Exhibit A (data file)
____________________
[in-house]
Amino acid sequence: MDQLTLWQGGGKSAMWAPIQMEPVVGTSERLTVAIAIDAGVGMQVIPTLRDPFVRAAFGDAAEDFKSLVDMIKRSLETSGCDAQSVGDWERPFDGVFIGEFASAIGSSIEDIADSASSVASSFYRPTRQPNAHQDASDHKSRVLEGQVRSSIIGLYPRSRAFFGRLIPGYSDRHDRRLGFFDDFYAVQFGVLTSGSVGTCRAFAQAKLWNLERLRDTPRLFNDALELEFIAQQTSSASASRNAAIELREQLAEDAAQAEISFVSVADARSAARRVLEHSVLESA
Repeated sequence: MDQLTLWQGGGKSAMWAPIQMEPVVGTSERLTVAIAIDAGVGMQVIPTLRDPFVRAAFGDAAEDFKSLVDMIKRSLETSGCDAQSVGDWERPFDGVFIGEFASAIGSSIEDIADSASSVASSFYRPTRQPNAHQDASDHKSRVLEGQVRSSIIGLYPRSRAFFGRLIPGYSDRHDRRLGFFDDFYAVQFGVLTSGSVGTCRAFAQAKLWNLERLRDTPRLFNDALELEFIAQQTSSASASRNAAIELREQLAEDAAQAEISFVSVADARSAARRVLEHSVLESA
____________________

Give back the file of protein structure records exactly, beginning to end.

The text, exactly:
[in-house]
Amino acid sequence: MDQLTLWQGGGKSAMWAPIQMEPVVGTSERLTVAIAIDAGVGMQVIPTLRDPFVRAAFGDAAEDFKSLVDMIKRSLETSGCDAQSVGDWERPFDGVFIGEFASAIGSSIEDIADSASSVASSFYRPTRQPNAHQDASDHKSRVLEGQVRSSIIGLYPRSRAFFGRLIPGYSDRHDRRLGFFDDFYAVQFGVLTSGSVGTCRAFAQAKLWNLERLRDTPRLFNDALELEFIAQQTSSASASRNAAIELREQLAEDAAQAEISFVSVADARSAARRVLEHSVLESA
Repeated sequence: MDQLTLWQGGGKSAMWAPIQMEPVVGTSERLTVAIAIDAGVGMQVIPTLRDPFVRAAFGDAAEDFKSLVDMIKRSLETSGCDAQSVGDWERPFDGVFIGEFASAIGSSIEDIADSASSVASSFYRPTRQPNAHQDASDHKSRVLEGQVRSSIIGLYPRSRAFFGRLIPGYSDRHDRRLGFFDDFYAVQFGVLTSGSVGTCRAFAQAKLWNLERLRDTPRLFNDALELEFIAQQTSSASASRNAAIELREQLAEDAAQAEISFVSVADARSAARRVLEHSVLESA